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[HERALD INTERVIEW]Former S.E.S. member Shoo embarks on new career as an actress

2005/08/23 Source

Pop stars probably could easily become actors if they try, or vice versa. However, if not to show off their versatility, changing their careers completely is seldom worth the effort.

Shoo, former member of now-disbanded super girl trio S.E.S., however, is certainly among the few who have taken the transition earnestly and done it successfully. Playing the main role of Shelly in the recent musical "Bat Boy", Shoo, whose real name is Yoo Soo-young, said that she didn't want to be a singer again. "I don't miss the times when I was the member of the group either", she said.

It's not, according to Shoo, that she is on bad terms with Eugene (Eugene) and Bada, two other members of the band. In fact, they are all close enough to come to see Yoo's show last Friday, despite their busy schedules.

"I just like acting. More than anything else, I love the feeling of being united with the audience during the show, which lasts much longer than when I sing", Yoo explained. Besides "Bat Boy", she has been offered to star in many other musicals and movies, but rejected them because she didn't wanted to be seen as just one of many singers who try to act as well, taking advantage of their popularity as singers. "I think I can be endowed with the actor's title only after proving my talents as one in many different shows", Yoo said. "I want to be a real actor, and I want to be one for a long time".

Apart from her definition of an actor, though, Yoo started acting from when she still was an S.E.S. girl. Born and raised in Japan, Yoo made her debut as an actress in Japan back in 2001, when she played Korean-Japanese Mariko in the play "Two Souls", who falls in love with a high school baseball star who was played by Yoshihiko Inohara of Japanese idol group V6.

Sold out through the entire six-city tour including Tokyo and Osaka, selling over 110,000 tickets, the play revolved around the friendship between a Japanese and a Korean resident in Japan, conflicts from prejudice, star-crossed love, and hopes for the future.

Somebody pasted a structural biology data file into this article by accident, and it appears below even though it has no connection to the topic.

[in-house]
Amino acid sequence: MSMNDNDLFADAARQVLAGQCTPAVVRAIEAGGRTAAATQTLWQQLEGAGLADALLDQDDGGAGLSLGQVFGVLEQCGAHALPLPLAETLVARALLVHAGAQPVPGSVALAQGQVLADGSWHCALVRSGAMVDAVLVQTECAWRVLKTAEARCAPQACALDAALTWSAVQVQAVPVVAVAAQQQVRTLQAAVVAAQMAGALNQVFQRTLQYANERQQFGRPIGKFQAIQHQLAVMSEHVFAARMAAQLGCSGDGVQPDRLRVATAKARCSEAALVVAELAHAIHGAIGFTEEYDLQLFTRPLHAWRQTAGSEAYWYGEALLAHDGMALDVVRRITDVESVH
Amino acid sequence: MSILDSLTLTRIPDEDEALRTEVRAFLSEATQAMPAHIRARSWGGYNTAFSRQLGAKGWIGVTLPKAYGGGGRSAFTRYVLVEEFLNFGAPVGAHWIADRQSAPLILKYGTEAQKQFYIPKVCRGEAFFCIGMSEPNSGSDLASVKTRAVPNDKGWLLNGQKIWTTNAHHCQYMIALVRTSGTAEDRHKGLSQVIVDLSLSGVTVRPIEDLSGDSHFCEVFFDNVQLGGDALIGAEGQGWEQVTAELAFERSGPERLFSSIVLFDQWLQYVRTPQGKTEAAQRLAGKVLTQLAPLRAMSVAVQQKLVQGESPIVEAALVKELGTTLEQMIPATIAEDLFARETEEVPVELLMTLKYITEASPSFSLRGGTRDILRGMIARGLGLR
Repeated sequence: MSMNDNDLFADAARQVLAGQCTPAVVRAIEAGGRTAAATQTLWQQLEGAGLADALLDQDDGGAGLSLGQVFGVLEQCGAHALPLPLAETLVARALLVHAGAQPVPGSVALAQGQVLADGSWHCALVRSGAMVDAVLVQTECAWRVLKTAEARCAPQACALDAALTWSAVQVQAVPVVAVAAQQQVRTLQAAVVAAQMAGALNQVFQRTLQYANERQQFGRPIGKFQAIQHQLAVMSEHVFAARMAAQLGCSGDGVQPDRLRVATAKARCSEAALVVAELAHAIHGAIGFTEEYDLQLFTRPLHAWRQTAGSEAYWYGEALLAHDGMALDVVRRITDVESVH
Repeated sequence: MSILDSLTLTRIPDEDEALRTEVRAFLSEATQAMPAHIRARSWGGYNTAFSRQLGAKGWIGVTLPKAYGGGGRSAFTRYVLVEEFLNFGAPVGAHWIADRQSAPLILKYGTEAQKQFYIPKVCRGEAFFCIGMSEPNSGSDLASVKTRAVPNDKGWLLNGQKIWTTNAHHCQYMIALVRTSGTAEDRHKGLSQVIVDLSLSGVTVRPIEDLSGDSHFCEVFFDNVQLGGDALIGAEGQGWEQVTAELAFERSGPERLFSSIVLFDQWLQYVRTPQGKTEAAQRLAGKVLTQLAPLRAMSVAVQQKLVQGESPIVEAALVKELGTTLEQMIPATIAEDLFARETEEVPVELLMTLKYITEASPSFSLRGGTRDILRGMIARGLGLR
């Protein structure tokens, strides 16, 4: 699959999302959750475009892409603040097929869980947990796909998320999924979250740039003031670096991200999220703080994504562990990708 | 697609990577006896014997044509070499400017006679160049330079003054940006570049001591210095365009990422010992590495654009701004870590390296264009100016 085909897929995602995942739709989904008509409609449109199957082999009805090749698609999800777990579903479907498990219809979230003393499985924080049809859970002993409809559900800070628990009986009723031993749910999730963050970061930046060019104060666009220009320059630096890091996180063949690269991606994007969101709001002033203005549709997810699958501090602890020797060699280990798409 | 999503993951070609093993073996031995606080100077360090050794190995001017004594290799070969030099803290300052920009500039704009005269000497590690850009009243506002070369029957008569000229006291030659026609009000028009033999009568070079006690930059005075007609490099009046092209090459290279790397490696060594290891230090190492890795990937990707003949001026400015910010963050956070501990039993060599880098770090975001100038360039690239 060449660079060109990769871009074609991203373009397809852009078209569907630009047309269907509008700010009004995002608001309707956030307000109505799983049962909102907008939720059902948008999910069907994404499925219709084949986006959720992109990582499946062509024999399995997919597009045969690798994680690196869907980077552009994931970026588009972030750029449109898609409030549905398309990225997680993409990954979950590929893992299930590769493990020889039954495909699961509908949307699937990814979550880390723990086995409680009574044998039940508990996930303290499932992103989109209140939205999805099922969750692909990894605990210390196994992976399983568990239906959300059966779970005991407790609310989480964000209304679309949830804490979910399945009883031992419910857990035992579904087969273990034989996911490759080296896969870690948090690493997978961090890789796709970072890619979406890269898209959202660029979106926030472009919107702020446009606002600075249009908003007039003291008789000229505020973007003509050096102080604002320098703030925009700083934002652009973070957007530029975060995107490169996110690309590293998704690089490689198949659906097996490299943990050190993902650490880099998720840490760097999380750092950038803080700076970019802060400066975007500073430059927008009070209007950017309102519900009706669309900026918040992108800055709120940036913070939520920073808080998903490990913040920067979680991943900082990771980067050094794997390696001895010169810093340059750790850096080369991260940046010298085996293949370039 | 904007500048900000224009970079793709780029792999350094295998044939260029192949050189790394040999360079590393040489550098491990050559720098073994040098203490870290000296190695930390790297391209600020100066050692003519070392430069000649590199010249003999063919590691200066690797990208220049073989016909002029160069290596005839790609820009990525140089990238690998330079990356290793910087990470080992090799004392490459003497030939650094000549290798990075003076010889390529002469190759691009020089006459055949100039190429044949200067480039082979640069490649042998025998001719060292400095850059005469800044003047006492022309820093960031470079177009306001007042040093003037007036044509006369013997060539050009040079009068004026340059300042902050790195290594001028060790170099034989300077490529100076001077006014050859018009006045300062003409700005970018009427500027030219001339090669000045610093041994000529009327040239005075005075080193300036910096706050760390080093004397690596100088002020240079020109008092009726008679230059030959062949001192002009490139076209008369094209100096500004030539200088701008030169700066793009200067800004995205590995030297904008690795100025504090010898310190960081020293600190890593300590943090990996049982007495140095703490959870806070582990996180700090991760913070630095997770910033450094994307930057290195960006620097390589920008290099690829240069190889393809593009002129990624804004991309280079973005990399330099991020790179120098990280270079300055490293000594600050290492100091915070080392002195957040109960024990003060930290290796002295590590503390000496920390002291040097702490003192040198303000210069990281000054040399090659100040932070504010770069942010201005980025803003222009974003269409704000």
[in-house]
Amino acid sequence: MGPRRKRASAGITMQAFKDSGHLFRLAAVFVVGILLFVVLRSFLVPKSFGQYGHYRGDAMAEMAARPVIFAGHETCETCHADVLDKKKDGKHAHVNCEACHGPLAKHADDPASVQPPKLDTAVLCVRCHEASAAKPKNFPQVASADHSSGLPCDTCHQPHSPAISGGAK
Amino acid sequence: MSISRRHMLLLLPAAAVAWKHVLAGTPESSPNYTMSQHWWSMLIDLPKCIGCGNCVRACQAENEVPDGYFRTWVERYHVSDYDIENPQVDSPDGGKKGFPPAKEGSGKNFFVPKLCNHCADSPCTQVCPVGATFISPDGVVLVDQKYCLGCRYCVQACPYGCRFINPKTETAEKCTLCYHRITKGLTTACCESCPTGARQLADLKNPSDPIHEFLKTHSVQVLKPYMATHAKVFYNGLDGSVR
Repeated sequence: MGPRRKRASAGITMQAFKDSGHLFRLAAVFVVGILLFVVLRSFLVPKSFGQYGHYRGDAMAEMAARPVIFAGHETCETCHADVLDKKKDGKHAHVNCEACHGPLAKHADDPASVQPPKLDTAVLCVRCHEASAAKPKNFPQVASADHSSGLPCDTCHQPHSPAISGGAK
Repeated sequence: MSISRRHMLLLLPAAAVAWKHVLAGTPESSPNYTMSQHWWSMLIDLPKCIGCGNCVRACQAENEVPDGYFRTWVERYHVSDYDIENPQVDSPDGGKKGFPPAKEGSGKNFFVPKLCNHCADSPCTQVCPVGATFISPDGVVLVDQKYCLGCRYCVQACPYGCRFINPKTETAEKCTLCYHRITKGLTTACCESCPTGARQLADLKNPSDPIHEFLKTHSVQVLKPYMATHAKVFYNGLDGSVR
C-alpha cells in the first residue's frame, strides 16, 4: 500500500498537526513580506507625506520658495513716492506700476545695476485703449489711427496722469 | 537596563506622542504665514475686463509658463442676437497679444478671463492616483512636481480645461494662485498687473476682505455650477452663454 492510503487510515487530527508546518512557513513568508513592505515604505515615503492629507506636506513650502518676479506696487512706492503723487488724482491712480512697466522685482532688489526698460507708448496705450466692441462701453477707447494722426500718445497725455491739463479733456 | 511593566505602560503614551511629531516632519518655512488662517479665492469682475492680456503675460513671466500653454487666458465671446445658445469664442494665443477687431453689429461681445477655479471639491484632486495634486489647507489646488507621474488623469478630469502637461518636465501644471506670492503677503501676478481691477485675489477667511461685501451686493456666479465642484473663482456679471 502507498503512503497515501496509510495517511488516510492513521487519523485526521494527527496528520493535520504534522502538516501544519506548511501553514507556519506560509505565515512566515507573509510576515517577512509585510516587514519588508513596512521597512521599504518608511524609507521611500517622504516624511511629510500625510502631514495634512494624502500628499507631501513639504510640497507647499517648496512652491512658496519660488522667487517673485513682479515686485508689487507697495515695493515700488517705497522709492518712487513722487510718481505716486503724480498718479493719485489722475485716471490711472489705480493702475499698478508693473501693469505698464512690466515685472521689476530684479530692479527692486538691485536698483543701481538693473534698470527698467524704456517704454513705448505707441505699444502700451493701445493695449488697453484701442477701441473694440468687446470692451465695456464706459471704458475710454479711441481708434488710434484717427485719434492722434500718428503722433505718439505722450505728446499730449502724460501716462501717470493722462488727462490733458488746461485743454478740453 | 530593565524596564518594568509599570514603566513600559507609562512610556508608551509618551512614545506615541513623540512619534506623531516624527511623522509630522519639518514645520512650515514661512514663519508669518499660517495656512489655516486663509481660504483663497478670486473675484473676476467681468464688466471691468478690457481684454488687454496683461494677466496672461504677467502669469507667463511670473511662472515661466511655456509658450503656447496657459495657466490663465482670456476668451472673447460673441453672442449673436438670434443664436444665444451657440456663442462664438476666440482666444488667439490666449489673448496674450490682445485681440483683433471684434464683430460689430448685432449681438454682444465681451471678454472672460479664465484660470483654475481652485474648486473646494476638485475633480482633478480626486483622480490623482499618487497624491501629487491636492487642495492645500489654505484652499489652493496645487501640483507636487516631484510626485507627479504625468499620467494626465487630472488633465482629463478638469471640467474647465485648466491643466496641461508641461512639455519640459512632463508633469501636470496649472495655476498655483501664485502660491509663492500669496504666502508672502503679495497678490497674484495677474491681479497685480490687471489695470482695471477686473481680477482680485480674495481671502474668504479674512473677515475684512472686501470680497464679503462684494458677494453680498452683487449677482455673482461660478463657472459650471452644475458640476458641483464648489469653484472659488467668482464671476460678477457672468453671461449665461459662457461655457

The show's success gave her the chance to act in the Japanese version of "Bat Boy", earlier this year, which turned out to be a great success as well. Having played the same role in two different languages, Yoo pointed out that the difference is greater than the language difference.

"I've found Korean audiences more reactive in good meaning of course. But the hardware of the show, such as lighting and sound, those in Japan are a little more actor-friendly", Yoo said cautiously. "I also felt that Korean musical actors are somewhat obsessed with following 'musical drama type of singing', while in Japan, actors feel free to show their unique personalities".

The black comedy about the story of a half-bat, half-boy is differently shown in Japan and Korea, according to her, in that the Japanese version was more like a heavy and serious social drama, while the Korean one is a more witty black comedy, just like the original Off-Broadway version.

While the Korean rendition of the show runs until Sep.11 at Seensee Musical Theater in Daehangno, downtown Seoul, Ock Joo-hyun, member of another popular girl group FiN.K.L., the long standing rival of S.E.S. in late '90s, will also start performing the title role in Disney's musical "Aida" for eight months from Aug 27.

Yoo doesn't seem to care much about it.

"They are like two different genres of show. 'Aida' is a mainstream blockbuster show, while 'Bat Boy' is an experimental black comedy for a small theater", Yoo said. "Besides, the two shows are all staged by Seensee Musical Company. I wish Ock's show will also be successful".

With its preview performances ended last week, Yoo's "Bat Boy" is continuing to sell out tickets. "It's not as spectacular as 'Aida', but a wonderful, story-oriented musical", Yoo said.

When asked about the ideal type of man, she said that it was a man with lots of different charm. "I will marry someday. There can't be any doubt about it. But for now, I really have no time to think about it".

She is only 24, but her manner of avoiding an embarrassing moment during the interview was as smooth as any other super star. "I hope I could play Roxy Heart in 'Chicago' someday", said Yoo, smiling a little bashfully.

By Lee Yong-sung

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